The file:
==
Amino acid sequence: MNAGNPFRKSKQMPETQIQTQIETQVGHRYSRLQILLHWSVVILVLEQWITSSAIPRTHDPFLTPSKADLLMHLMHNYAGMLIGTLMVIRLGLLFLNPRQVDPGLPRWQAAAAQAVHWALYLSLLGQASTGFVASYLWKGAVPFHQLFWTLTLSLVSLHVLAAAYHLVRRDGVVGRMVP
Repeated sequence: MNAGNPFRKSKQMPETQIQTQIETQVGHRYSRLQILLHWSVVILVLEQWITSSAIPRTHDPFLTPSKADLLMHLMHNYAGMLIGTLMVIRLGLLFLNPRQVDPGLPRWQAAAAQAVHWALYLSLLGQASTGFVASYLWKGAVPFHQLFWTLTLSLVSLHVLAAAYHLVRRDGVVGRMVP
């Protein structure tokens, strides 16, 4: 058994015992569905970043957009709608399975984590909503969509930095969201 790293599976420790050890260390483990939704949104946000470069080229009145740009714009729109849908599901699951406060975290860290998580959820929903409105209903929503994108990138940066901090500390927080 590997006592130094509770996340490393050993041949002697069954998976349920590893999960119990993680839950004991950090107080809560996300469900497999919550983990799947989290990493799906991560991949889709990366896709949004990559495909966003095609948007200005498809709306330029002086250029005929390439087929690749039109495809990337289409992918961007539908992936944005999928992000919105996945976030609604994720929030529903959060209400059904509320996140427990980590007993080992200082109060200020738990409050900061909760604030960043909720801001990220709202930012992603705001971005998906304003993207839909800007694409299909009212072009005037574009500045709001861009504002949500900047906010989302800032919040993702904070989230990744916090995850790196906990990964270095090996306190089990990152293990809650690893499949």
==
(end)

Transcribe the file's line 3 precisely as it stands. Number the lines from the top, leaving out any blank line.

């Protein structure tokens, strides 16, 4: 058994015992569905970043957009709608399975984590909503969509930095969201 790293599976420790050890260390483990939704949104946000470069080229009145740009714009729109849908599901699951406060975290860290998580959820929903409105209903929503994108990138940066901090500390927080 590997006592130094509770996340490393050993041949002697069954998976349920590893999960119990993680839950004991950090107080809560996300469900497999919550983990799947989290990493799906991560991949889709990366896709949004990559495909966003095609948007200005498809709306330029002086250029005929390439087929690749039109495809990337289409992918961007539908992936944005999928992000919105996945976030609604994720929030529903959060209400059904509320996140427990980590007993080992200082109060200020738990409050900061909760604030960043909720801001990220709202930012992603705001971005998906304003993207839909800007694409299909009212072009005037574009500045709001861009504002949500900047906010989302800032919040993702904070989230990744916090995850790196906990990964270095090996306190089990990152293990809650690893499949």